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  • Erin Holliday

Federal Company Owner Reporting Rule Beginning in 2024

Updated: Jan 4



New federal reporting requirements for many non-public (including small) businesses will go into effect on January 1, 2024, requiring disclosures of information related to owners, locations, and other company details. In this blog post, we’ll break down what we know so far and as more information and reporting forms are released we’ll keep ya updated!

The final rule, which is estimated to affect more than 32 million entities in the first year of reporting, was issued under the Corporate Transparency Act by the Financial Crimes Enforcement Network known as FinCEN within the US Department of Treasury. It will require most corporations, LLCs, and other entities created in or organized to do business in the US to report information about their “beneficial owners” – defined as those who exercise “substantial control” (which is defined in the act and includes any individual with substantial influence over important decisions by the company) OR who “own or control at least 25% of the ownership interests” of the company submitting the report.

Companies created or registered before January 1, 2024, will have one year to file their initial reports. Companies created after the first of the year will have 90 days to comply. Then in 2025 companies will have 30 days to comply after formation. Companies will also be required to file updates to beneficial owners within 30 days of a change.


What Must be Included in the Report?

In short, each report must include:

  • The full legal name or trade name (DBA) of the company;

  • Its beneficial owners and personal identifying information pertaining to them (as well the information around individuals submitting the filings);

  • a complete current address;

  • the jurisdiction where the company is formed/registered (state, tribunal or foreign place);

  • the company’s EIN;

  • potentially other details.


According to FinCEN, this information will be stored in a heightened level of secure databases only accessible under specific circumstances (for example, states will only be able to access it with a court order). We’ll have more information once the actual reporting form and system is released.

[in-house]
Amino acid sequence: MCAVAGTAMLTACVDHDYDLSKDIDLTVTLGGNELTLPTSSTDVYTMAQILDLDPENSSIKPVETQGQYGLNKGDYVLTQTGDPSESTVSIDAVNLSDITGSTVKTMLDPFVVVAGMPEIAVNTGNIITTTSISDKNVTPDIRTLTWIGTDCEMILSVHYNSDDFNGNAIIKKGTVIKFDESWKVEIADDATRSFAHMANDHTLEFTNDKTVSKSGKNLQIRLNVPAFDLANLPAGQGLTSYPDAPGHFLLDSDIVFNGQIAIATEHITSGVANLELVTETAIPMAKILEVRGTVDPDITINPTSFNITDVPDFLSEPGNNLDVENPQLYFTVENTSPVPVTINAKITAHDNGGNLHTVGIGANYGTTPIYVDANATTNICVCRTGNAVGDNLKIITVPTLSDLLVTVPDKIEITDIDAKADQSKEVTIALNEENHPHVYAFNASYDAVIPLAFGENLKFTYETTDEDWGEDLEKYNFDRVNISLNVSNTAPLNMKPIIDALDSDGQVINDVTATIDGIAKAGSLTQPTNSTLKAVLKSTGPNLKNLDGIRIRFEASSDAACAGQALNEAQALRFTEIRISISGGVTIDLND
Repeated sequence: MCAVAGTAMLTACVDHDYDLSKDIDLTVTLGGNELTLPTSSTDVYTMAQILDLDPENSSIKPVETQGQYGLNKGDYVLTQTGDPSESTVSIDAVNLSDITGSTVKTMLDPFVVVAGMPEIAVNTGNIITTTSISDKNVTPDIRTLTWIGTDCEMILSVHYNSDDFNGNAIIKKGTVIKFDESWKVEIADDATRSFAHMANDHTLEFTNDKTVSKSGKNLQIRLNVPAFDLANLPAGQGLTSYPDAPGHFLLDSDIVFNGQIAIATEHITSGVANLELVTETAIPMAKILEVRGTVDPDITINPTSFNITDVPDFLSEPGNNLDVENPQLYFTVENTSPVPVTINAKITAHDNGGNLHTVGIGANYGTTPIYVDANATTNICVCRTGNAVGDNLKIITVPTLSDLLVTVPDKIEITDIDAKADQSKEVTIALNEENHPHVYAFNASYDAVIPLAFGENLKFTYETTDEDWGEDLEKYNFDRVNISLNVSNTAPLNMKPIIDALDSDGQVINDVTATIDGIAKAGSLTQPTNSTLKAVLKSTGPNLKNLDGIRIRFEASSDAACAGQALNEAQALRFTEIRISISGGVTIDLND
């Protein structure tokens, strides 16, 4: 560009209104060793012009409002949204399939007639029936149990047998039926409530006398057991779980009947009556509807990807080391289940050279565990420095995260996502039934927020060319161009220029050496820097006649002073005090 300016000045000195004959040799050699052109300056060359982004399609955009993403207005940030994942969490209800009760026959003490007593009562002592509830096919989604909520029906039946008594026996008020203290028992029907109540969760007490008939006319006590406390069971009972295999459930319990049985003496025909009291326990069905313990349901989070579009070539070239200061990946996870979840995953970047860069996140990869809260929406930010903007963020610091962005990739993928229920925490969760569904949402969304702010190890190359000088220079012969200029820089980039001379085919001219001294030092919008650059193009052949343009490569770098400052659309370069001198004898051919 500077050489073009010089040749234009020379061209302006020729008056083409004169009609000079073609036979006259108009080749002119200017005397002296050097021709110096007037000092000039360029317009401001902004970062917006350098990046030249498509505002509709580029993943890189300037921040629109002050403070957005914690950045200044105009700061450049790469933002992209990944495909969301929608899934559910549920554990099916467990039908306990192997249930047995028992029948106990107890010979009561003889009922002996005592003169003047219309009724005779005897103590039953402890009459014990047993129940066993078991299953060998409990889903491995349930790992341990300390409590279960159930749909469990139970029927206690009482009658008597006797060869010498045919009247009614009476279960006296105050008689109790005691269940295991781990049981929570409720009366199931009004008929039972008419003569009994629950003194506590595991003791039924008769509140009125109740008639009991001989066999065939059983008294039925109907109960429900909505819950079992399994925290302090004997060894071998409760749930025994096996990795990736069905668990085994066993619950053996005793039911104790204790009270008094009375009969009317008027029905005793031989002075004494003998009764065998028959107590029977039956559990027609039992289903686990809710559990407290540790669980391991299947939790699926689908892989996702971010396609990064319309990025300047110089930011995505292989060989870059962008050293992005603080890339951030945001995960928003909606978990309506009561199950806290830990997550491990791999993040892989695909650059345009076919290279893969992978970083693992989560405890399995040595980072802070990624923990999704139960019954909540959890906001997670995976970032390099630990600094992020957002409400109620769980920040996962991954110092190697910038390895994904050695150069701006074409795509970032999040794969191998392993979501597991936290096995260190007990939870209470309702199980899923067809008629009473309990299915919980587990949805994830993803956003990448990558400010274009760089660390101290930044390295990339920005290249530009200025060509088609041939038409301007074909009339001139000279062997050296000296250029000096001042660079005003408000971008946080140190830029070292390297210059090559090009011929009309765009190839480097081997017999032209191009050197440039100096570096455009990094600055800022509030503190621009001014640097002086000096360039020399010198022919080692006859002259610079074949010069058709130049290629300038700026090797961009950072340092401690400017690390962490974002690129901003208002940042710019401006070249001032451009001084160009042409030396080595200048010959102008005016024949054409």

Are There Any Exceptions to Who Has to Report?

There are 23 specific types of companies/entities exempt from having to report under this rule. They include publicly traded companies, insurance companies, banks, and tax-exempt entities (like 501(c)(3)s), among others). Most exemptions you will see are because they’re obligated to other types of reporting and ownership requirements. For example, publicly traded companies are required to submit and make public annual and quarterly reports that list specific ownership details. It’s likely that exempt organizations will still have to make a note in the system that they are exempt, but because the system is not yet live, it is not certain what this will fully entail.


Additionally, “large operating companies” are exempt from reporting if they have more than 20 full-time employees, a physical operating presence in the US, and more than $5 million in gross receipts or sales as shown on the company’s previous year’s federal tax return.


What is the Purpose of This?

The short answer: the stated purpose of the rule is to fight fraud and protect national security. According to FinCEN, the purpose of these requirements is to “enhance the ability of FinCEN and other agencies to protect U.S. national security and the U.S. financial system from illicit use and provide essential information to national security, intelligence, and law enforcement agencies; state, local, and Tribal officials; and financial institutions to help prevent drug traffickers, fraudsters, corrupt actors such as oligarchs, and proliferators from laundering or hiding money and other assets in the United States.”


Essentially, they want to have tabs on companies doing business in the US to prevent fraud and the creation of shell companies for illicit activity and money laundering.


Are There Any Penalties for Failing to Report?

Owners of companies that fail to report could face both fines and/or jail time, including $500/day (up to $10,000) and up to two years in jail, and there are higher penalties for those who intentionally report on behalf of companies without valid authorization to do so.

This data has not been published publicly, but there are ways that the information can be accessed for official government law enforcement purposes.


Also to put on your radar, Pennsylvania recently passed an update to its reporting requirements of companies as well, requiring annual reporting instead of the previous once every 10 years (see info on the law here). This will go into effect in 2025 so stay tuned for updates on how to comply with these as well.


For both of these reporting requirements, we recommend all Pennsylvania businesses check for accuracy their business registration address with the PA department of state so they can receive any important communications around these filing requirements and make sure their operating agreements/bylaws, and corporate records reflect current ownership. Stay tuned for a follow-up blog about getting this and your business in order before these rules go into effect.


If you’re an existing Trellis client or soon-to-be one, reach out if you have questions.

For more details about the federal rule, check out the Fincen Fact Sheet or read the lengthy rule. You can learn more about updates to the Pennsylvania annual reporting requirements, which we’ll discuss in more detail soon.


DISCLAIMER: This blog post is meant for informational purposes only and does not constitute specific legal advice or create an attorney-client relationship. Readers should discuss their specific situation with an attorney.


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